- Changing the waveforms from pulse to pulse. This alteration of waveforms allows the identification and modification of radar returns in range and Doppler frequency. One method shifts the interference so that it does not overlap the target. Another technique provides a means to spread localized, intense wind-turbine interference across a much larger swath, thereby distributing and reducing the effects of the interference.
The X-Band Prototype
In August 2015, the Laboratory's mitigation approach was demonstrated with the hardware prototype installed on the ADAMS X-band system at the Atlantic Test Range. This demonstration was part of a risk-reduction effort required before the approach could be implemented across all of the ADAMS frequency bands. For the data collection, helicopter and fixed-wing propeller and jet aircraft were used as test targets. A Lincoln Laboratory-developed coherent repeater device aboard a ship in the Chesapeake Bay emulated wind-turbine-like interference.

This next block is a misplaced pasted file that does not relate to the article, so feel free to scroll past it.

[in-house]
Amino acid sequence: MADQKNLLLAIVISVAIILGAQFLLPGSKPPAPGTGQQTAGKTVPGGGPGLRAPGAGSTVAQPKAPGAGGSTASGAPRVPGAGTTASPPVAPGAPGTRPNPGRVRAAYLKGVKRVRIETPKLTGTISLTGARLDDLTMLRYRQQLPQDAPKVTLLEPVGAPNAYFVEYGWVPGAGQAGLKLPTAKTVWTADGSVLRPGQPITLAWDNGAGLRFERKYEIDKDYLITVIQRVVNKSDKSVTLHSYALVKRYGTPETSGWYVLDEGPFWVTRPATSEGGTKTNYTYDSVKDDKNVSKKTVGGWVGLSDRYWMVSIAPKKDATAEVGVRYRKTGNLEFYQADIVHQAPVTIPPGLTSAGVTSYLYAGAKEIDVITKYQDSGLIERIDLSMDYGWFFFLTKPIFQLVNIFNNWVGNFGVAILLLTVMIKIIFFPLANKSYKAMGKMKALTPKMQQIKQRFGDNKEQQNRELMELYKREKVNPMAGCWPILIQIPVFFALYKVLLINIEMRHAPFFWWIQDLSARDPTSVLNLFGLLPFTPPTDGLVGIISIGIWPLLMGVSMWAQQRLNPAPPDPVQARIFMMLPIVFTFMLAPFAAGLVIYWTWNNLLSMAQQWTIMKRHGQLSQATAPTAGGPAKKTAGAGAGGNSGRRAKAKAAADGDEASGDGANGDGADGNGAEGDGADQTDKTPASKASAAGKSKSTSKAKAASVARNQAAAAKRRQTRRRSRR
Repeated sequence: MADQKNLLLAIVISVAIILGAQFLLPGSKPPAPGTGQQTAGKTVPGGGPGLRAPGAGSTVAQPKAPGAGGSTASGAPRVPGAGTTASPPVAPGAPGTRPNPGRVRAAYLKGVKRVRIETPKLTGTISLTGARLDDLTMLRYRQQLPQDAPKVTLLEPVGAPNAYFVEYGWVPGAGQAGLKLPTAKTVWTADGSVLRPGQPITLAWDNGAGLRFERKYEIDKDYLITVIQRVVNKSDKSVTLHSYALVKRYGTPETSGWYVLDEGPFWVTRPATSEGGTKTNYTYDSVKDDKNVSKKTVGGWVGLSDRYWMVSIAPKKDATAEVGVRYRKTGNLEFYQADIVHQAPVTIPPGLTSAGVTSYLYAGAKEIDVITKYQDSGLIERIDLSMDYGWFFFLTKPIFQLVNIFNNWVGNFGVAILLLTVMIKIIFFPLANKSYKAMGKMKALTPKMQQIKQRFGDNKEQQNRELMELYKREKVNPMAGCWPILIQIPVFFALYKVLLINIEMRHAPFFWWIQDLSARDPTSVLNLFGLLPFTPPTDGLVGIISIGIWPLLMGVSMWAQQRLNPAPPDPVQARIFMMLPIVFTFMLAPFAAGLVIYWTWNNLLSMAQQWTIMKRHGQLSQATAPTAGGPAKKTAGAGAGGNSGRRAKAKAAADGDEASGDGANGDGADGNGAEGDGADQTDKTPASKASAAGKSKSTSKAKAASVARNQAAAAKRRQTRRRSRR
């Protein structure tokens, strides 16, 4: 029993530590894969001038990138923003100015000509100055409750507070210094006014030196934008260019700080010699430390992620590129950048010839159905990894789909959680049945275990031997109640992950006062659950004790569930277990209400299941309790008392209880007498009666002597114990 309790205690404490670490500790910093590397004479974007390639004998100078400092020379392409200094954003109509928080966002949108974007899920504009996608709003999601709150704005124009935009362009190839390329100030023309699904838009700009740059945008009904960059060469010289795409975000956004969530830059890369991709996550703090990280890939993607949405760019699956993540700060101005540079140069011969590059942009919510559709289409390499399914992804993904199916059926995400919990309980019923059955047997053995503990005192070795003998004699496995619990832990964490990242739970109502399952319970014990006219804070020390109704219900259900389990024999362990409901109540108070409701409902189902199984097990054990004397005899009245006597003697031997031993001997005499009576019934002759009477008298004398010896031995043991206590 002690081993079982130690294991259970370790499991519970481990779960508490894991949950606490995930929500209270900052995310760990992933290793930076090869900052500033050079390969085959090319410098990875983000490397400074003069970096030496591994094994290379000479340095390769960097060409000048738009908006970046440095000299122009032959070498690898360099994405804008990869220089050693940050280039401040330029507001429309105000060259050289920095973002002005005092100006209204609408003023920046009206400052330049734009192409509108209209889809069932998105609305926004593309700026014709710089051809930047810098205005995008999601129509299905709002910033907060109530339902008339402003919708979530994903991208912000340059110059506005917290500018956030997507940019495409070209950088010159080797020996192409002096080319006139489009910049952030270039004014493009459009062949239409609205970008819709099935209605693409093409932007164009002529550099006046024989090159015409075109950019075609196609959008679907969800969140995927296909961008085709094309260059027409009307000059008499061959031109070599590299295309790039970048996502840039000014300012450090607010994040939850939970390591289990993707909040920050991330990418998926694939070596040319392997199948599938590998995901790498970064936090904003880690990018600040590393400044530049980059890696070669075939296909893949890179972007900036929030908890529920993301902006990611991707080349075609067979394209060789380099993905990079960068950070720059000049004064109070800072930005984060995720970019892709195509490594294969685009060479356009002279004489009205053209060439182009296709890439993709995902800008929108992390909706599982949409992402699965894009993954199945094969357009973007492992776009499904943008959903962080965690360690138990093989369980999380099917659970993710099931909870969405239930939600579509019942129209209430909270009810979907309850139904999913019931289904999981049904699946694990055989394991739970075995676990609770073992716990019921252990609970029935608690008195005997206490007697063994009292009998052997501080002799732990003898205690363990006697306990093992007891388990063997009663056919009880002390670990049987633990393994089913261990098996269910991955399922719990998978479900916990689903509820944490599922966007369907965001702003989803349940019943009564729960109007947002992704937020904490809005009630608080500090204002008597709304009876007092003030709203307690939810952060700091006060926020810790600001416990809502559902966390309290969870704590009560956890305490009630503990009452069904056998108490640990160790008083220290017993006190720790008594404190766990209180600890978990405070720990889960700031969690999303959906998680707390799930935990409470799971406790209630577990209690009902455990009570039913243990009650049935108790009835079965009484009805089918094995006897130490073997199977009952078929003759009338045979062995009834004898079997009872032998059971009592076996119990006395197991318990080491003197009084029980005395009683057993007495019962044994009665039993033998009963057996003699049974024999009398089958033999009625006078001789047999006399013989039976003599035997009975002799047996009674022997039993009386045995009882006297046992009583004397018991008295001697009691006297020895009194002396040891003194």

The X-band prototype demonstrated that the mitigation approach has significant potential to suppress wind-turbine-generated interference; extrapolation of results indicates that the approach could potentially be used on the other ADAMS frequency bands. The Department of Defense continues to investigate the cost, time, and risks associated with a full implementation of the mitigation strategy for ADAMS. Although this strategy was developed with the ADAMS performance requirements and mission in mind, Lincoln Laboratory is investigating how to utilize the mitigation techniques for interference suppression for over-the-horizon and moving-target-indication radars.
1 “Wind Energy Facts at a Glance,” American Wind Energy Association, 26 Jan. 2016, available at http://www.awea.org/Resources/Content.aspx?ItemNumber=5059&navItemNumber=742.
2 “20% Wind Energy by 2030: Increasing Wind Energy’s Contribution to U.S. Electricity Supply,” U.S. Department of Energy, DOE/GO-1020082567, 2008, available at http://energy.gov/eere/wind/20-wind-energy-2030-increasing-wind-energys-contribution-us-electricity-supply.
Posted May 2016top of page